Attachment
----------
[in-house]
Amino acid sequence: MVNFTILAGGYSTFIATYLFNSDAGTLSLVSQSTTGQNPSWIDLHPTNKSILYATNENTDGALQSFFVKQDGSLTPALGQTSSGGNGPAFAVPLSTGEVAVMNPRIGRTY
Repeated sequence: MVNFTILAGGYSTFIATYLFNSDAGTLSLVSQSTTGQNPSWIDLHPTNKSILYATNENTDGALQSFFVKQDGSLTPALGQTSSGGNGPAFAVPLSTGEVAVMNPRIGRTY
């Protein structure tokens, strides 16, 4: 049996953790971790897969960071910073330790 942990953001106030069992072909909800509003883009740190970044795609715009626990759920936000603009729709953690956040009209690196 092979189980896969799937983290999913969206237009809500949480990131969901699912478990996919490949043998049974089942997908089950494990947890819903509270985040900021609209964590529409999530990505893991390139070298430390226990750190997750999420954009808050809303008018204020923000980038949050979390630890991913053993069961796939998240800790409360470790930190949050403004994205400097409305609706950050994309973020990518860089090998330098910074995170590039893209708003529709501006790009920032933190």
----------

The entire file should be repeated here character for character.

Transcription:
[in-house]
Amino acid sequence: MVNFTILAGGYSTFIATYLFNSDAGTLSLVSQSTTGQNPSWIDLHPTNKSILYATNENTDGALQSFFVKQDGSLTPALGQTSSGGNGPAFAVPLSTGEVAVMNPRIGRTY
Repeated sequence: MVNFTILAGGYSTFIATYLFNSDAGTLSLVSQSTTGQNPSWIDLHPTNKSILYATNENTDGALQSFFVKQDGSLTPALGQTSSGGNGPAFAVPLSTGEVAVMNPRIGRTY
């Protein structure tokens, strides 16, 4: 049996953790971790897969960071910073330790 942990953001106030069992072909909800509003883009740190970044795609715009626990759920936000603009729709953690956040009209690196 092979189980896969799937983290999913969206237009809500949480990131969901699912478990996919490949043998049974089942997908089950494990947890819903509270985040900021609209964590529409999530990505893991390139070298430390226990750190997750999420954009808050809303008018204020923000980038949050979390630890991913053993069961796939998240800790409360470790930190949050403004994205400097409305609706950050994309973020990518860089090998330098910074995170590039893209708003529709501006790009920032933190």